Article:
A statistical view of a population, generally including age, gender, income, schooling, occupation and so on. Analyzing demographics of your customer base is very important in determining branding and marketing.

Doing Business As (DBA)

A DBA is a name a business operates under that is different from the legal name of the business. For example, the legal name for a home painting service might be Johnson Enterprises LLC, but the DBA might be Johnson's Home Painting Services.

E-Commerce

E-commerce is the act of selling products or services over the internet. When you have an online presence through which you try to make a profit, you are involved in e-commerce.

Entitlement

Approval or permission by the City to use or develop land. Entitlements are required unless your building and all of your proposed business activities are permitted under the city's zoning regulations.

Entity

Organization established as a separate existence for the purposes of taxes. Corporations, limited liability companies, and sole proprietorships are types of common business entities.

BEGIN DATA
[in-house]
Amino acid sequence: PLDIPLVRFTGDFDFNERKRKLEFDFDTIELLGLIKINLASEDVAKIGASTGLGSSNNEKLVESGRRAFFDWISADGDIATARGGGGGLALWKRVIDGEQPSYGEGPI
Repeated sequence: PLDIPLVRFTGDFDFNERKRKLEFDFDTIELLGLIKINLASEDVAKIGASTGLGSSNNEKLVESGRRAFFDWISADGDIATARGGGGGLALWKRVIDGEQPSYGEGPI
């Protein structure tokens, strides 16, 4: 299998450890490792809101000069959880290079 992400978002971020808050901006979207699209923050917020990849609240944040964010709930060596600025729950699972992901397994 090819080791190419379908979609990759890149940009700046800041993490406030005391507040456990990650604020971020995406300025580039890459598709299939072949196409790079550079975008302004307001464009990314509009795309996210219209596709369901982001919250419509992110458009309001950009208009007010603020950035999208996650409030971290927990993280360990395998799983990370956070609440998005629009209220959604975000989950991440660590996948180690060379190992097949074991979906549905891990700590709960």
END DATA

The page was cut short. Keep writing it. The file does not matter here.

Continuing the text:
Entrepreneurship

The process of identifying and starting a new business venture, sourcing and organizing the required resources, while taking both the risks and rewards associated with the venture.

Fixed Costs

Fixed costs are the costs that do not change in relation how much you sell. Paying rent or salaries are examples of fixed costs. They do not change if your sales or income increase or decrease.

Food Service Establishment (FSE)

A facility or business that provides food to the public. Examples of FSEs include restaurants, commercial kitchens, markets, food processing plants, caterers, hotels, schools, and hospitals.